Description

  • BACKGROUND OF THE INVENTION
  • 1. Field of the invention
  • The The present invention relates generally to ink jet printing and More specifically, a method and apparatus for automated optical determination of the optimized energy requirements for firing of paint droplets from an inkjet printhead, which is a high quality printing generate while they maintain the life of the printhead.
  • 2. Description of the state of the technique
  • The Inkjet technology is relatively well developed. Commercially available products such as computer printers, graphic plotters, copiers and fax machines use inkjet technology to make hard copies. The basics of this technology are e.g. in numerous articles in the Hewlett-Packard Journal, vol. 36, no. 5 (May 1985), vol. 39, no. 4 (August 1988), Vol. 39, No. 5 (October 1988), Vol. 43, No. 4 (Aug. 1992), Vol. 43, No. 6 (December 1992) and Vol. 45, No. 1 (February 1994). Inkjet devices are also of W. J. Lloyd and H.T. Taub in Output Hardcopy Devices, Chapter 13 (Ed. Durbeck and S. Sherr, Academic Press, Sun Diego 1988).
  • 1 Figure 12 shows an inkjet hardcopy apparatus, in this example embodiment, a peripheral color computer printer 101 , A housing 103 contains the electrical and mechanical operating mechanisms of the printer 101 ,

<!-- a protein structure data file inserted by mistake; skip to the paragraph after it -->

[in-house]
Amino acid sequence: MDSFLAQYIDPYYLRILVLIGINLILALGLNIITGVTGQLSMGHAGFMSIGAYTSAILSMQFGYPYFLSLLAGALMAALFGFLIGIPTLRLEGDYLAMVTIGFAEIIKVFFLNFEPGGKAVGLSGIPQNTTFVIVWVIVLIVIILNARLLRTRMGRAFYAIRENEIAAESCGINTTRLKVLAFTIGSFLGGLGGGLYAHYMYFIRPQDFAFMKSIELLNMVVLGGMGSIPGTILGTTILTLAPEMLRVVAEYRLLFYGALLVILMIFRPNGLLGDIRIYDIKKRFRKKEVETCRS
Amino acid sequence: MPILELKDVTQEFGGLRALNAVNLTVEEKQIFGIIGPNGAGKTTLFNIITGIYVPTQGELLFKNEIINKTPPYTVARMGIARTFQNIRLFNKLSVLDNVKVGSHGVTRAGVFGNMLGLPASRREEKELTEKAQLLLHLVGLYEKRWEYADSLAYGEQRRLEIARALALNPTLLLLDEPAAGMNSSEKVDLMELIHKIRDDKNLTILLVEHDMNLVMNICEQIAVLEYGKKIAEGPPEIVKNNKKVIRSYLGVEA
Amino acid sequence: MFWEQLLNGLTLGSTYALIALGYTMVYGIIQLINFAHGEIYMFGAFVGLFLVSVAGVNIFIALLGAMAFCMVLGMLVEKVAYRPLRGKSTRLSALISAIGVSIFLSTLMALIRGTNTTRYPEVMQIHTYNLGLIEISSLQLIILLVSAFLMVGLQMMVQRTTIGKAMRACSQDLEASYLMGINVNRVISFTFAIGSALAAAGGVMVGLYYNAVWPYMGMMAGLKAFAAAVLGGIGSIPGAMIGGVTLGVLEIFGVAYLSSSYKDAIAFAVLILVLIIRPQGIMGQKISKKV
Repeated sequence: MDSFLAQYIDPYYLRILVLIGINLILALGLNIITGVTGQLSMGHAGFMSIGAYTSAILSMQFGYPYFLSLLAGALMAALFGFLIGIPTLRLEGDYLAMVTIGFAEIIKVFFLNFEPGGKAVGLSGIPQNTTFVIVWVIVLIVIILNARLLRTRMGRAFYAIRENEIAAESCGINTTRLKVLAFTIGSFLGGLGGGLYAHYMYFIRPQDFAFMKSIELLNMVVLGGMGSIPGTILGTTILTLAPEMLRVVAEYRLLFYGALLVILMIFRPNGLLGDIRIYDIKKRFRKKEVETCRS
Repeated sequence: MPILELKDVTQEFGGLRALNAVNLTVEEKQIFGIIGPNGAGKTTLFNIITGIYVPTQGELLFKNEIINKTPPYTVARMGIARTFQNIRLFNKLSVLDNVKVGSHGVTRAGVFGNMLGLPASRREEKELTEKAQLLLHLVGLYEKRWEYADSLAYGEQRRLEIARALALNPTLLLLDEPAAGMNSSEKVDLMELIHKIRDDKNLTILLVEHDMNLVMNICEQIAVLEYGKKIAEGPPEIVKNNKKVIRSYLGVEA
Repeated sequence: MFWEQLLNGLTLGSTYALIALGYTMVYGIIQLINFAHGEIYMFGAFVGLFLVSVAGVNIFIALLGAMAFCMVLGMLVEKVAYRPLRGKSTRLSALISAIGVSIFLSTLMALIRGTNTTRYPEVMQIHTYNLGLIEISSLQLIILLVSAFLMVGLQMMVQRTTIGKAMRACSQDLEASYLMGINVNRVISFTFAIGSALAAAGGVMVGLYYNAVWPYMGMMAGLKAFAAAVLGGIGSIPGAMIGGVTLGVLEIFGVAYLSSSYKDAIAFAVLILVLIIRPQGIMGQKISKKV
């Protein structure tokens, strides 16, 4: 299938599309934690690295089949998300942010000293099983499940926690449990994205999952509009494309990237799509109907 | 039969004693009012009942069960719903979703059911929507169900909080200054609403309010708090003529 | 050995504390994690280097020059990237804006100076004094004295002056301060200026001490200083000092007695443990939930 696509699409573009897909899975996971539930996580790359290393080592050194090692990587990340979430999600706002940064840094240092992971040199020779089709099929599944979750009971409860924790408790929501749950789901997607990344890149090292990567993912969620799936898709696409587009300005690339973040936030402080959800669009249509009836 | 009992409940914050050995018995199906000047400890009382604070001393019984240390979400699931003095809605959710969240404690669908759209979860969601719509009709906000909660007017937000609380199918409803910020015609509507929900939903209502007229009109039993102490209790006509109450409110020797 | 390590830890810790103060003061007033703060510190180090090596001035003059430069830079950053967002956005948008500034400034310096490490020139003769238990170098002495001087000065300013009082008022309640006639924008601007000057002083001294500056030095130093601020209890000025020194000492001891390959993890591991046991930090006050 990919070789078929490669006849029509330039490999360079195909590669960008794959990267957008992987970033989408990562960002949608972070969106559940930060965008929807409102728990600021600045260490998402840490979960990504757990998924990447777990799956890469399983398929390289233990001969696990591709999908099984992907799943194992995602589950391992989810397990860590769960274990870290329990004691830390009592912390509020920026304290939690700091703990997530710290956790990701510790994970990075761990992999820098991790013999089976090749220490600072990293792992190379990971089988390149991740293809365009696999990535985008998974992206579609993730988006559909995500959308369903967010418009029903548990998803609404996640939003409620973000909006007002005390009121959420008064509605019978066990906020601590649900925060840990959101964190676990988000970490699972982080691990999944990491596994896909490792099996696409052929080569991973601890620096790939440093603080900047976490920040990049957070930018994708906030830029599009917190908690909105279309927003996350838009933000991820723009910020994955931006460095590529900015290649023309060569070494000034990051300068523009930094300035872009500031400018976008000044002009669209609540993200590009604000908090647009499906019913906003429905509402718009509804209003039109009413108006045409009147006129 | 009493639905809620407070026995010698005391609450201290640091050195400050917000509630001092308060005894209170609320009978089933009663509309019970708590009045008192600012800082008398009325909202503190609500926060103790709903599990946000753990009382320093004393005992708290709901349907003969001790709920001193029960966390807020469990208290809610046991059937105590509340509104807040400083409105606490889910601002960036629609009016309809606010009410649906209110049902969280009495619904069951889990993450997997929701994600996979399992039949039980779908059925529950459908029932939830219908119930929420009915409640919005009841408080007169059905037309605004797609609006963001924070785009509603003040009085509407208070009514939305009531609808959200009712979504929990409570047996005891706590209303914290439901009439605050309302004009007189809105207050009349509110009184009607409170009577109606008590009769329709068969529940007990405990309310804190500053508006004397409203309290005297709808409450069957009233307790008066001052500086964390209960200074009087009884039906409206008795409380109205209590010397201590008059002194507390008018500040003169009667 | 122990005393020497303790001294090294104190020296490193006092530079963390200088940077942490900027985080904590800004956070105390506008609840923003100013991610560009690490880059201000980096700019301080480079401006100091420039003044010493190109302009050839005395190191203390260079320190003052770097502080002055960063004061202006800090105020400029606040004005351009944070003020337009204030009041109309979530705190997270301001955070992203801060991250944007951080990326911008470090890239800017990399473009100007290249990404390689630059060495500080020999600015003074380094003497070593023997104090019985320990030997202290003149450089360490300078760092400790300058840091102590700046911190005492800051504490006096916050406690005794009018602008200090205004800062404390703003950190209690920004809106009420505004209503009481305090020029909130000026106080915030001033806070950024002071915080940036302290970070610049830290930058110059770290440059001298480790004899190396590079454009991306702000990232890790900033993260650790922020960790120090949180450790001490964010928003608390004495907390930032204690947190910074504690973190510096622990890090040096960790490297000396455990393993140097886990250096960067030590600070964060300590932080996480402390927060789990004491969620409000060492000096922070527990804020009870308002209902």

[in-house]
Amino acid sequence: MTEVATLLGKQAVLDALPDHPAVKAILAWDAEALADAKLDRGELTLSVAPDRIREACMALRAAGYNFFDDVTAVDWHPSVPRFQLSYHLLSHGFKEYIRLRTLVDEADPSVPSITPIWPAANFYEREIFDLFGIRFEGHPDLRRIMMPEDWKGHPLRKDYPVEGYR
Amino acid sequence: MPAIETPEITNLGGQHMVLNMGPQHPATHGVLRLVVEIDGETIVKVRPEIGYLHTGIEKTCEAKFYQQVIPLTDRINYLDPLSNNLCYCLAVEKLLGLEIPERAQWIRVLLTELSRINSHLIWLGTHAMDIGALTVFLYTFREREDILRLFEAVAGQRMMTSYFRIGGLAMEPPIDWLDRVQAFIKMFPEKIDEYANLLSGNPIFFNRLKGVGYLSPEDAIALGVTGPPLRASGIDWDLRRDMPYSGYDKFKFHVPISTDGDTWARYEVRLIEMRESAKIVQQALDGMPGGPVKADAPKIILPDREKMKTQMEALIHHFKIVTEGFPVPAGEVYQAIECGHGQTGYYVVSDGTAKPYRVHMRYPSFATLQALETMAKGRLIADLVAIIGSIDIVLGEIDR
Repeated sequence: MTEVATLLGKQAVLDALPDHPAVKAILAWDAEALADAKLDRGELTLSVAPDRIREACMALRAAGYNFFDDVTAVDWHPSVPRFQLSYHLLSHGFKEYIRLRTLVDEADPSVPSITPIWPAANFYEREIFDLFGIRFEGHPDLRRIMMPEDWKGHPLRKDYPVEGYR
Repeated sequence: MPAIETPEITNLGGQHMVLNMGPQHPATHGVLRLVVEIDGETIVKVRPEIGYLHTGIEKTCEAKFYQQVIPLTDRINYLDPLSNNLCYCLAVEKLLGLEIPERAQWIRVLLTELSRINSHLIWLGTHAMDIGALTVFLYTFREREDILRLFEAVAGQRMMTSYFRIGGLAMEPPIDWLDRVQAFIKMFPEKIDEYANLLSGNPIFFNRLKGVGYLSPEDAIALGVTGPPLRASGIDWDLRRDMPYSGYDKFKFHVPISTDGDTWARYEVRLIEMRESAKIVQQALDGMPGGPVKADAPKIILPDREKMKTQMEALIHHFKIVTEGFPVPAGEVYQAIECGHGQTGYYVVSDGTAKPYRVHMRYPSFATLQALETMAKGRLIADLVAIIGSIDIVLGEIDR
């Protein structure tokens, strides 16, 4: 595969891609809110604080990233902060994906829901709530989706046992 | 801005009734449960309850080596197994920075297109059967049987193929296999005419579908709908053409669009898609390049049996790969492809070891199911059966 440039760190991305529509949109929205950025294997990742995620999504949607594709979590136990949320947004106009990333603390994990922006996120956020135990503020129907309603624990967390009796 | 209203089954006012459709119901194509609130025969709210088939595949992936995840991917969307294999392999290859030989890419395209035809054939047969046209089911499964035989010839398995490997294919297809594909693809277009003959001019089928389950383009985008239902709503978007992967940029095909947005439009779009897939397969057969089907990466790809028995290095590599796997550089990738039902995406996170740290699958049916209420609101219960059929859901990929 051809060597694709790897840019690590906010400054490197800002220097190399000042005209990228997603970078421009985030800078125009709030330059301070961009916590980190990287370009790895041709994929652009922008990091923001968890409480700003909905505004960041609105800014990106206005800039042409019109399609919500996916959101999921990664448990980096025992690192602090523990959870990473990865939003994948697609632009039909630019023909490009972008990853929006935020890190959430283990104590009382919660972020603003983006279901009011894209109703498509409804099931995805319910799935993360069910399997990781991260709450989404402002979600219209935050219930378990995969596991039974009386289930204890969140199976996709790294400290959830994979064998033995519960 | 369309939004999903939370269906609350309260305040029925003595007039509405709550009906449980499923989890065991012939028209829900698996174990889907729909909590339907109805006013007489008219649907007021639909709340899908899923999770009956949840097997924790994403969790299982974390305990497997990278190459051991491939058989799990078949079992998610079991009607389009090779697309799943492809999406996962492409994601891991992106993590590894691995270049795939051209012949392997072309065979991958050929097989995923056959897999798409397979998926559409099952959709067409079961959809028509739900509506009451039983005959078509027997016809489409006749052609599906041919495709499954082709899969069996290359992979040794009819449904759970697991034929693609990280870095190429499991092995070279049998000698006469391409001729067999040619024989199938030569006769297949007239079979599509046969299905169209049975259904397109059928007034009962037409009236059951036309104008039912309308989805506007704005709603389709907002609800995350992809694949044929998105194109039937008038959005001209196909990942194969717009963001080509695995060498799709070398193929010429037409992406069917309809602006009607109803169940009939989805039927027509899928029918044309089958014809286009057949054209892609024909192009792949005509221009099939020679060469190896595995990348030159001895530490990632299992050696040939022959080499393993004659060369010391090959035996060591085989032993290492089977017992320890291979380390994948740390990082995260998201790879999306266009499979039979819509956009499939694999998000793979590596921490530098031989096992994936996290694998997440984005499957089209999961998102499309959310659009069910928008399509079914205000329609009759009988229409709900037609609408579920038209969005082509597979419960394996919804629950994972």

• As in 1 is shown is within the Druckermechanismusses 101 an optical turn-on power meter hardware 325 (hereinafter simpler than "sensor 325 While various commercially available optical detectors may be provided, a monochromatic optical sensor system is a preferred embodiment. The details of such a particularly preferred system are disclosed in US Pat US Pat. No. 6,036,298 and in the WO 99/01012 by Steven H. Walker (assigned to the common assignee of the present invention). Walker discloses primarily a method and apparatus having a monochromatic optical sensor system with a single monochromatic illumination element which is directed to illuminate a selected portion of the medium. The monochromatic optical sensor system further comprises a photosensitive element which is directed to receive light reflected from the illuminated selected portions of the medium. The photosensitive element generates a signal having an amplitude proportional to the reflection of the medium at the illuminated selected portions. In an illustrated embodiment, a first selected portion of the medium has no color so that the photosensitive element produces a "colorfree" signal while a second selected portion of the medium has color such that the photosensitive element produces a "medium colored" signal , A control means compares the difference between the amplitudes of the "medium colorless" signal and the "medium colored" signal with respect to the position on the medium to determine the position of the color on the second selected portion of the medium. Preferably, the monochromatic illumination element of the system is a light-emitting diode ("LED") emitting blue light in the wavelength range of 430-470 nanometers A multifunctional optical sensor could also be provided for the present purposes in the present invention Details of such a particularly multifunctional optical sensor system are set forth in U. S. by Steven H. Walker (assigned to the common assignee of the present invention).